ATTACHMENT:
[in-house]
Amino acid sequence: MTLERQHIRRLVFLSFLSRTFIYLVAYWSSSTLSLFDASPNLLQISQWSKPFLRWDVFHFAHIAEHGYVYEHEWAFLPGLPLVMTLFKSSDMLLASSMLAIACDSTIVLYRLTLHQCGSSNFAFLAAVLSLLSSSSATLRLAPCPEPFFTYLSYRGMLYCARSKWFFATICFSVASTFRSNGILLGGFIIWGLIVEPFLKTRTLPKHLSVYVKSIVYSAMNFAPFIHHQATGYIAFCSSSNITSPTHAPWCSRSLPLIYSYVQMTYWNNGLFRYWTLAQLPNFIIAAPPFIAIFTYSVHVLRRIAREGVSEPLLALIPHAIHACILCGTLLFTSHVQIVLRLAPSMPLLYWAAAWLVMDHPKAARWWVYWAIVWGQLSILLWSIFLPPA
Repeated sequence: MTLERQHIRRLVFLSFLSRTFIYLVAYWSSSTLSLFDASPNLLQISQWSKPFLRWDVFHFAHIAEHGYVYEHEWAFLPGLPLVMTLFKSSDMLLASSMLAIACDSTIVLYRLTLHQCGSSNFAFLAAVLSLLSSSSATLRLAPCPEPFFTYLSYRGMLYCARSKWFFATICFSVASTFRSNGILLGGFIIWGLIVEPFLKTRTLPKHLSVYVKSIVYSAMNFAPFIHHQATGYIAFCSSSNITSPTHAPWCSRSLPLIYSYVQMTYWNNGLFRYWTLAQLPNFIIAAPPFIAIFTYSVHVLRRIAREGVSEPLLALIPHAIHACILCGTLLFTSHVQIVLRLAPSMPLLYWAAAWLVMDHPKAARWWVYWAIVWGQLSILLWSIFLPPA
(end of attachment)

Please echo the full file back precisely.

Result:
[in-house]
Amino acid sequence: MTLERQHIRRLVFLSFLSRTFIYLVAYWSSSTLSLFDASPNLLQISQWSKPFLRWDVFHFAHIAEHGYVYEHEWAFLPGLPLVMTLFKSSDMLLASSMLAIACDSTIVLYRLTLHQCGSSNFAFLAAVLSLLSSSSATLRLAPCPEPFFTYLSYRGMLYCARSKWFFATICFSVASTFRSNGILLGGFIIWGLIVEPFLKTRTLPKHLSVYVKSIVYSAMNFAPFIHHQATGYIAFCSSSNITSPTHAPWCSRSLPLIYSYVQMTYWNNGLFRYWTLAQLPNFIIAAPPFIAIFTYSVHVLRRIAREGVSEPLLALIPHAIHACILCGTLLFTSHVQIVLRLAPSMPLLYWAAAWLVMDHPKAARWWVYWAIVWGQLSILLWSIFLPPA
Repeated sequence: MTLERQHIRRLVFLSFLSRTFIYLVAYWSSSTLSLFDASPNLLQISQWSKPFLRWDVFHFAHIAEHGYVYEHEWAFLPGLPLVMTLFKSSDMLLASSMLAIACDSTIVLYRLTLHQCGSSNFAFLAAVLSLLSSSSATLRLAPCPEPFFTYLSYRGMLYCARSKWFFATICFSVASTFRSNGILLGGFIIWGLIVEPFLKTRTLPKHLSVYVKSIVYSAMNFAPFIHHQATGYIAFCSSSNITSPTHAPWCSRSLPLIYSYVQMTYWNNGLFRYWTLAQLPNFIIAAPPFIAIFTYSVHVLRRIAREGVSEPLLALIPHAIHACILCGTLLFTSHVQIVLRLAPSMPLLYWAAAWLVMDHPKAARWWVYWAIVWGQLSILLWSIFLPPA